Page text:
Topamax (Topiramate) Birth Defect
Prior to March 7, 2011, Topamax was a "Pregnancy Category C" drug. A Category C drug is one known to be harmful to an animal fetus, but not to a human fetus. On March 7, 2011, the FDA issued a "Safety Announcement" informing the public and doctors that babies born to women who take Topamax during pregnancy are at an increased risk of developing birth defects such as a cleft lip and/or cleft palate, which are known as craniofacial defects, as well as hypospadius genital defects in boys. The same day, the FDA changed Topamax to a "Pregnancy Category D" drug. A Category D drug is one known to have positive evidence of human fetal risk, and should be used during pregnancy only when the alternatives are worse.
A cleft palate from Topamax is a birth defect where tissues of the hard or soft palate, also known as the roof of the mouth, do not form properly when the baby in is the womb. This extent of the defect can vary from mild to severe. In mild cases, there may only be a small hole in the back of the throat. In severe cases, the roof of the mouth may be almost non-existent, which can lead to visible facial deformities. Depending upon severity of the defect, children with a cleft palate may have trouble eating, drinking and breathing, and may experience sleep apnea and chronic ear infections. Surgical repair is often necessary.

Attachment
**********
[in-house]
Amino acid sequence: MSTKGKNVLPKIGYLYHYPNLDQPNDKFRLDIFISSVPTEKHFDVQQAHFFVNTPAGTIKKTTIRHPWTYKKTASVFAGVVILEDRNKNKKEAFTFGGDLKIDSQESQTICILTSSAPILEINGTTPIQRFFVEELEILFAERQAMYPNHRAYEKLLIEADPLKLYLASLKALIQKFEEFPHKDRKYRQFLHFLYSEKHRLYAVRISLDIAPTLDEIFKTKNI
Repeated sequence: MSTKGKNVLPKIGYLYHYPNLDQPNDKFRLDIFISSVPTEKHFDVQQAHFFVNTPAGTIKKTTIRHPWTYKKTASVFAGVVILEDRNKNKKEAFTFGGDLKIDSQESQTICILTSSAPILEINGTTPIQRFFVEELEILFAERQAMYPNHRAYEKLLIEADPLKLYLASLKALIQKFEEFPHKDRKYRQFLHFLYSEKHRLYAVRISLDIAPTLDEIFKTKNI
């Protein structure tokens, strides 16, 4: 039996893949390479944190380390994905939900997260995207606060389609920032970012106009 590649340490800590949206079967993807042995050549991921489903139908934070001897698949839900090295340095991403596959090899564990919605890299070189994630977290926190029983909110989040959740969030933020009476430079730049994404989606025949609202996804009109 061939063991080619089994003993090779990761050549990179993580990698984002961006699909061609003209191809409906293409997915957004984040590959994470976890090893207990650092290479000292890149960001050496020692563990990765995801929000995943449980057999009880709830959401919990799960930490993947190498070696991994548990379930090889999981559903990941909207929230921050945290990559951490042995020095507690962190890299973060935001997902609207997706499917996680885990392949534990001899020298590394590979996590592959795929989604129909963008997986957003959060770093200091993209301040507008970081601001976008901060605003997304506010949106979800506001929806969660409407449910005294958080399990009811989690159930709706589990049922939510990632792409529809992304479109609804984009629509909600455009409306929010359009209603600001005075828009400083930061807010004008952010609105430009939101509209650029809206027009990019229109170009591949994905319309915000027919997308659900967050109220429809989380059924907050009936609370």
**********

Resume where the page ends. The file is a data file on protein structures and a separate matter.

A hypospadial defect is one where the male urinary opening is located on the bottom of the penis, rather than at the end. It can be corrected with surgery and is not frequently associated with sexual dysfunction.
Following the FDA release, Bottar Law, PLLC began investigating Topamax labeling, including whether pregnant women were sufficiently aware of the statistically significant risk of fetal harm due to consumption of Topamax during pregnancy. If Ortho-MacNeil Pharmaceutical knew or should have known of the risks and did not disclose all-together, or provided an inadequate warning to physicians and consumers on bottles and package inserts, it may be liable for damages, including compensation for:
- physical discomfort;
- physical disfigurement;
- loss of enjoyment of life; and
- surgical correction.